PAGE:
So – why my approach to attendance? I cannot grade or directly incent students to attend the class. The scenario where a student can come to zero classes, but still complete assignments, tests and pass the course must be supported. This is for my typical, software development class, for example. If it is a project class? This is different. Expectations on attendance and participation in weekly meetings is well known and tracked in weekly reporting documents/forms I have the students use in my class… this hasn’t changed from pre-pandemic, however. I find that to help coach students who might be reporting troubles in the class, have a review of their completion stats for materials in eConestoga is an effective place to go. You’ll quickly get a sense of whether this student is having troubles and hasn’t completed ANY content in the course shell, or if this student is having troubles despite having completed all the material in the course shell. 

Perhaps in the online world, the goal is not about attendance, but engagement level with the content, the class, the course? It is too simplistic for me to say, ‘Build a great course, and students will always be there!’ but that has been my aim. I worry to death about students saying, ‘Why are we paying for Russ to read these power point slides to us online?’ – Just two extreme ‘visions’ to consider. 

Kim: I did away with attendance once we went remote. Like Russell, I focussed on engagement. Since, I wanted to give the most flexibility to participating in the course I focussed on formative assignments. If I noticed a student was not completing formative assignments, I would reach out to the student to find out why and then work with them to develop a plan for completion. 

Wendi: When classes were in-person, I always tracked attendance, but my mindset on that has changed since teaching online. While in a Zoom class meeting, I still note any students that are not in attendance during the first few minutes of the class (via participants list), and then sort of periodically throughout the class (my classes are small)…mainly though to note which students aren’t receiving important information being provided synchronously. The main reason for this is internet/wifi access issues for students. At least one student has issues with internet stability in each of my Zoom classes, but usually more. This issue along with the fact that the Zoom meeting is competing with any other software and screen space that the student is trying to use at the same time, can make attendance a real challenge for students. I do expect students to attend, but I really try to focus on how to get them the content even when they can’t. Like other panelists have said, I check in with the students if I they haven’t submitted assignments or accessed the course material on eConestoga. I have found that setting up a team for the course in MS Teams has really helped with this. When students can’t attend the Zoom meeting for whatever reason, they can still connect in real-time with me and/or their classmates to let me know if they’re having issues, ask questions, access previous discussions, collaborate, etc.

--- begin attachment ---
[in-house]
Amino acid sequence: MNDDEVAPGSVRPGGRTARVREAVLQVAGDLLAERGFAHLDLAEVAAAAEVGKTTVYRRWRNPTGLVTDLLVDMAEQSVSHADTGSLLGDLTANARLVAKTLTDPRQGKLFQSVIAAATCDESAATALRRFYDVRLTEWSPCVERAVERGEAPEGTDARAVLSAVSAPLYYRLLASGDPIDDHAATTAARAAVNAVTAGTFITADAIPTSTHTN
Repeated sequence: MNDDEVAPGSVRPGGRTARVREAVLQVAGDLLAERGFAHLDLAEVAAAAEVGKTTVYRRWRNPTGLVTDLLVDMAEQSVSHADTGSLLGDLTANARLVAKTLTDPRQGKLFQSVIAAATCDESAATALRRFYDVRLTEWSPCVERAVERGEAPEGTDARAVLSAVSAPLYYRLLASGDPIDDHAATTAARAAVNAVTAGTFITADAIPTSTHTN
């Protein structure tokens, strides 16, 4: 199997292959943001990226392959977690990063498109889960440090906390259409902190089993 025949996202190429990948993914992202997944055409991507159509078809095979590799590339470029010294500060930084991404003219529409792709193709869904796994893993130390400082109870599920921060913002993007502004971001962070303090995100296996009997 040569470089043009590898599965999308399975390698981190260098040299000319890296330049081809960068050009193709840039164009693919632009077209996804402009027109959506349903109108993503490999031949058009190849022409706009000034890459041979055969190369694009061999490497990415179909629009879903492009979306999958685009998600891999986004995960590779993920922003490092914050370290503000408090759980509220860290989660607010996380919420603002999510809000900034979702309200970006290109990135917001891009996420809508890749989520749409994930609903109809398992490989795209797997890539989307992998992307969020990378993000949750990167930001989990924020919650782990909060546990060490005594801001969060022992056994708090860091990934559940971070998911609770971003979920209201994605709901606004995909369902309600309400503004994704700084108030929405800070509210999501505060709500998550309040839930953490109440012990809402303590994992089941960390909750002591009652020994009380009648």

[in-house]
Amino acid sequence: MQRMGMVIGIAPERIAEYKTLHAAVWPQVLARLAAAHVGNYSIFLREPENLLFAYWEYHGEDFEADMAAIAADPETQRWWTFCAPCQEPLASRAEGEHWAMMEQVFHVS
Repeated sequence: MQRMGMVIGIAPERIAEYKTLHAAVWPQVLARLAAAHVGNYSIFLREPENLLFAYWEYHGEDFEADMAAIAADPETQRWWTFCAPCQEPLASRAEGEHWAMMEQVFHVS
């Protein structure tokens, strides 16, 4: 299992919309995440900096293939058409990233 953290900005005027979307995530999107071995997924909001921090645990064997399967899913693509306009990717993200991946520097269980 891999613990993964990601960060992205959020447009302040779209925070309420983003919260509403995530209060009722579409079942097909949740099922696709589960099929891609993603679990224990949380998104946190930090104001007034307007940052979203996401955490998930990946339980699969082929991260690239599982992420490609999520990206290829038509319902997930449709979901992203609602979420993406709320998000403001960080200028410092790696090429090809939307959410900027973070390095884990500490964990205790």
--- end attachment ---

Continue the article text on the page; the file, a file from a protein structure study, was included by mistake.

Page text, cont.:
How do you recommend finding balance between synchronous and asynchronous course design? 

Karl: Good question. I would shift to include more asynchronous curriculum, as synchronous teaching requires timing, reliable in-the-moment technology and support. Synchronous engagement tends to cost more in terms of resources, energy, coordination and technology. Recording synchronous teaching (classes/lab sessions) and making available for the class could enable some students to engage with the content/experience at a later time. This might be an appropriate consideration to accommodate those that run into technology and/or access issues. 

Synchronous teaching, in my humble opinion, is powerful in creating teacher presence and promoting transactional learning (student-student, student-content, teacher-student, teacher-content). As it is more costly and is riskier in terms of technology failures, care should be taken to ensure it is thoughtfully and intentionally designed and implemented with consideration at the lesson, course and program levels. 

Kim: I like asynchronous for explainer videos, readings, and the type of learning students can do on their own. I had a lot of positive feedback from students about the videos I had made pre-remote learning and then after. They liked that they could go back and watch steps that they were having trouble with. I also voiced over assessments and that was met positively as well.  

Synchronous lessons as Karl has said is important for teacher presence but also a time for students to interact with each other. I think this helped with isolation, so I built lots of break-out room activities. Initially, I was taping those lessons, but I noticed as soon as I hit record students turned off their cameras and stopped talking. So, I stopped recording to allow for more engagement. Instead I would record a hi-light real  after the lesson and post for anyone who needed to review. 

Personally, I think it comes down to offering students choice to engage with the course, with you and with each other. I know I had students looking after young children with a partner who was an essential worker. So, students in that situation were completing their homework late at night. Allowing multiple ways to access the course allowed those students to complete their course successfully. 

Questions for Russell Fourbert

Can you offer advice on end of semester student projects? I opted for photo animation, so the visuals would play on a loop but is there a better option? 

Russell: A side show might be the perfect thing for animation or digital art courses, for example. Maybe for a business courses, we’d ask students to prepare a project overview video, and host those on unlisted YouTube playlists?